Why? Why do a play again for an audience, pretty much the same audience, who saw our last production of that play? Actually we’ve only done that once: with Earnest. It was virtually the same production, with only a couple of the smallest roles played by different actors, but it was as much like an extension of the run of a production, as it was a new production of the same play. But when we did Oedipus again it was hardly the same play. Yes the script and the music were the same but that was about it. The first production had a cast of eight speaking roles and a chorus of eleven singers and dancers. Nobody doubled in more than one role.
But our second Oedipus had a total cast of eight. Eight actors entered. One of them was wearing a headdress that was almost a mask and a royal robe. He was Oedipus and he spoke the opening speech to the chorus: the rest of the cast. At the end of the speech one member of the chorus went upstage to a costume rack, put on the headdress and robe of a priestess and continued the scene. Then Creon entered. That is, the priestess took off her priestess mask and robe and rejoined the chorus. Another actor—another member of the chorus—put on the mask and robe of Creon and played the next scene as that character. And so for the rest of the play.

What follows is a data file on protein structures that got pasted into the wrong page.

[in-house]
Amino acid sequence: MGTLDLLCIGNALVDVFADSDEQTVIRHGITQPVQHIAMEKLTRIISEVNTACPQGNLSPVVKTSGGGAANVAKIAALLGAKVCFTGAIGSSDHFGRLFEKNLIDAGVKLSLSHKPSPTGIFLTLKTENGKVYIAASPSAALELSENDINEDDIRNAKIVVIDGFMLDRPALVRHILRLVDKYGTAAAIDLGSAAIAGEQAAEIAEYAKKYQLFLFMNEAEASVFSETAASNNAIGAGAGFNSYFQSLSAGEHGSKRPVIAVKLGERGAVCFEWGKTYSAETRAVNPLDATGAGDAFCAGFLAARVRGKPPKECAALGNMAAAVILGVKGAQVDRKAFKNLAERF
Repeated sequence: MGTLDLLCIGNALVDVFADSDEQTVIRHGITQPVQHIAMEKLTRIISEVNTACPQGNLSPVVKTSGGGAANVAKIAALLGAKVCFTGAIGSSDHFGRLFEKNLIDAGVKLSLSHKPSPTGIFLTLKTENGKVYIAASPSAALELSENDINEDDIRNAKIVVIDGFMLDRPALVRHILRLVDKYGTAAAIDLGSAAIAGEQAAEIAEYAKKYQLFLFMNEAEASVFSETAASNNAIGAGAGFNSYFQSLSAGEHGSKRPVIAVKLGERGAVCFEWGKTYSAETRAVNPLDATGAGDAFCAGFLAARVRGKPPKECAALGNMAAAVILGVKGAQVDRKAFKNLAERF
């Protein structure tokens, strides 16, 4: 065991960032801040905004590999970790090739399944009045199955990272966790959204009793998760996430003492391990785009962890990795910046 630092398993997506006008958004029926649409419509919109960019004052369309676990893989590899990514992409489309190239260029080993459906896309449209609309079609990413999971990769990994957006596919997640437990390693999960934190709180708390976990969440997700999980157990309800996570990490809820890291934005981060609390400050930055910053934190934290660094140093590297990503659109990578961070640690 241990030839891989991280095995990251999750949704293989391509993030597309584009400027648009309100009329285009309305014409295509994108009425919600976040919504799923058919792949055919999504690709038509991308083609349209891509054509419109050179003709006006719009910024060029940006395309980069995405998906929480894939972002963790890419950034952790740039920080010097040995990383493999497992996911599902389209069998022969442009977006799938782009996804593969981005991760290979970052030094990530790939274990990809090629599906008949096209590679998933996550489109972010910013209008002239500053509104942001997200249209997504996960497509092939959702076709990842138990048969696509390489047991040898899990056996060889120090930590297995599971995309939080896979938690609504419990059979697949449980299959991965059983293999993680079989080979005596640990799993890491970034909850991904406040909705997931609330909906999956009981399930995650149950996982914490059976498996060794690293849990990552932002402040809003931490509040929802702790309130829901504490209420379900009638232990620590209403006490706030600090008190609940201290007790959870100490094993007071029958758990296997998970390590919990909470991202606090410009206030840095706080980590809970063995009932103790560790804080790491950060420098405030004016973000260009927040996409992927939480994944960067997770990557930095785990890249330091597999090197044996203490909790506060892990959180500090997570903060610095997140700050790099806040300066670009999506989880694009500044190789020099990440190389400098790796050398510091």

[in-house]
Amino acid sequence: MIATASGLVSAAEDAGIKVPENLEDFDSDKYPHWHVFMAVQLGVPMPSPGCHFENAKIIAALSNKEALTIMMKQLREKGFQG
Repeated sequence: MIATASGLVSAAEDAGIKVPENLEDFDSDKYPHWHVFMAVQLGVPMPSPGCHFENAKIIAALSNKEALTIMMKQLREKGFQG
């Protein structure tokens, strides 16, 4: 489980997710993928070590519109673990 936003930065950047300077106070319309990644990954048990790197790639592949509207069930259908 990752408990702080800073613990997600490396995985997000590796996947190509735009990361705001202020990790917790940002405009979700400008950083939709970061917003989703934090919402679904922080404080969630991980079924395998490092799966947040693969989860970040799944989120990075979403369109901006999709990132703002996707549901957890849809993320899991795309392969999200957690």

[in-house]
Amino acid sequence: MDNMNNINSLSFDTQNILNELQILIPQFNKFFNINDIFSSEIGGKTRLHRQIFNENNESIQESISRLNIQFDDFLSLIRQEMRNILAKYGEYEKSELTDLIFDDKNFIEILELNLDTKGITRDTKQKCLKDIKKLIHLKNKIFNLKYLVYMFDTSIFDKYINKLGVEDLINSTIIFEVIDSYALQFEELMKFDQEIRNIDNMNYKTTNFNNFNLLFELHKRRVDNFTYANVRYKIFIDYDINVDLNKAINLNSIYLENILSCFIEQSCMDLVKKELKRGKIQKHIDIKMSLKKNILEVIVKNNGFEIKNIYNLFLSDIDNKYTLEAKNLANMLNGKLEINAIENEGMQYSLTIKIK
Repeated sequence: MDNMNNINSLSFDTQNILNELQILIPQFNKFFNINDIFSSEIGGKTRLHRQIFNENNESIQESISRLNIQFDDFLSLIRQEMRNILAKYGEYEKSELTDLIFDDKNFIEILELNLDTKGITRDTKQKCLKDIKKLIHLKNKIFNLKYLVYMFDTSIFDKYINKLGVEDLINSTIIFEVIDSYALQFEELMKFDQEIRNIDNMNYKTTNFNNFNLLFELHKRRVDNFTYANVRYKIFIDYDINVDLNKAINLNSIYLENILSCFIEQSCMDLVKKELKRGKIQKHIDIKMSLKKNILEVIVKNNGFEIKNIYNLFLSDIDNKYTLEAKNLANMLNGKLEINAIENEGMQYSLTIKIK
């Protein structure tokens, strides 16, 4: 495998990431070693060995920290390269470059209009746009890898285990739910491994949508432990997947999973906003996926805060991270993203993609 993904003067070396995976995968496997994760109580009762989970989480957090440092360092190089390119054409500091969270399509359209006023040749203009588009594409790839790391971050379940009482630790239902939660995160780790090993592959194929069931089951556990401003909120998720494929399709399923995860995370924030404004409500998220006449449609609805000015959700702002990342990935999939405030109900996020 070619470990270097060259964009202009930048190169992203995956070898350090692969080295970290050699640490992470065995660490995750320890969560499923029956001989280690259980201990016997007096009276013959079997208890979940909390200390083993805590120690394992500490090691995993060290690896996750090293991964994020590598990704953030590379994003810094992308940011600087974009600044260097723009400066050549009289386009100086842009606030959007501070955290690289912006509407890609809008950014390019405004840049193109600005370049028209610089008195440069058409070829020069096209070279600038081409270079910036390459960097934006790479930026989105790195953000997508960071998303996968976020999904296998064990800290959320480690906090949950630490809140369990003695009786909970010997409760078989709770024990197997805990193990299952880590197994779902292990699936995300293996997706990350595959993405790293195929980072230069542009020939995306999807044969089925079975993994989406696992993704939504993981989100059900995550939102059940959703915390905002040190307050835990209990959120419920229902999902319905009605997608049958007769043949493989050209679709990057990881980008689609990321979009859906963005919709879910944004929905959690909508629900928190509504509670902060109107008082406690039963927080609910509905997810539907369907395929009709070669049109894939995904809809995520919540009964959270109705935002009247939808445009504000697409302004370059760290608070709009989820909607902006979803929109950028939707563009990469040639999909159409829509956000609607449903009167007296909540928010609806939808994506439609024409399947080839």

And so it is with every repeat of a script. Different actors, usually a different director, always different mounting. But suppose they were much the same (as with our Earnest). If you liked it the first time you’ll like it again. How many times have you seen The Nutcraker? Or A Christmas Carol? Has anyone ever said “Why should I go to the concert? They’re doing Beethoven’s Ninth and I’ve already heard it.” Or “I’m not going to the Louvre. I’ve already seen the Mona Lisa.”
Richard Bell took time out of his busy schedule to give some insight into The Upstart Crow’s first season.
In 1980 we had closed our first play, The Way of the World, and to our surprise we had made a small profit on it.